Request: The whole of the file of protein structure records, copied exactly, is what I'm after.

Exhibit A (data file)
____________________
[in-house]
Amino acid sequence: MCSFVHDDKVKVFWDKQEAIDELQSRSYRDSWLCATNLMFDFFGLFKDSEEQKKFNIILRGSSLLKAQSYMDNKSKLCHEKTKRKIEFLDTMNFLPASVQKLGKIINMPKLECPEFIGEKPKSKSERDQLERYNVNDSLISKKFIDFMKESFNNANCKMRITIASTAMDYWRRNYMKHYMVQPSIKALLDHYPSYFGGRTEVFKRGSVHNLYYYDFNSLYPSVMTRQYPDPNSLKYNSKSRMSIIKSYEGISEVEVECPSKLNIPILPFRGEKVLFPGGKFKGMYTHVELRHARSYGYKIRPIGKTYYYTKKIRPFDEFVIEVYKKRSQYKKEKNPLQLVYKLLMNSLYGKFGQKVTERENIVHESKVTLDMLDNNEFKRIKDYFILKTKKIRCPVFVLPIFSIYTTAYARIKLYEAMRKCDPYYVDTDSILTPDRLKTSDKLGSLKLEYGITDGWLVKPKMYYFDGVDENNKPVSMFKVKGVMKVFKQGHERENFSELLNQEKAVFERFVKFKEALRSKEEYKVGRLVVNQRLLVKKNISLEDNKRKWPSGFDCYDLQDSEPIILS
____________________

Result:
[in-house]
Amino acid sequence: MCSFVHDDKVKVFWDKQEAIDELQSRSYRDSWLCATNLMFDFFGLFKDSEEQKKFNIILRGSSLLKAQSYMDNKSKLCHEKTKRKIEFLDTMNFLPASVQKLGKIINMPKLECPEFIGEKPKSKSERDQLERYNVNDSLISKKFIDFMKESFNNANCKMRITIASTAMDYWRRNYMKHYMVQPSIKALLDHYPSYFGGRTEVFKRGSVHNLYYYDFNSLYPSVMTRQYPDPNSLKYNSKSRMSIIKSYEGISEVEVECPSKLNIPILPFRGEKVLFPGGKFKGMYTHVELRHARSYGYKIRPIGKTYYYTKKIRPFDEFVIEVYKKRSQYKKEKNPLQLVYKLLMNSLYGKFGQKVTERENIVHESKVTLDMLDNNEFKRIKDYFILKTKKIRCPVFVLPIFSIYTTAYARIKLYEAMRKCDPYYVDTDSILTPDRLKTSDKLGSLKLEYGITDGWLVKPKMYYFDGVDENNKPVSMFKVKGVMKVFKQGHERENFSELLNQEKAVFERFVKFKEALRSKEEYKVGRLVVNQRLLVKKNISLEDNKRKWPSGFDCYDLQDSEPIILS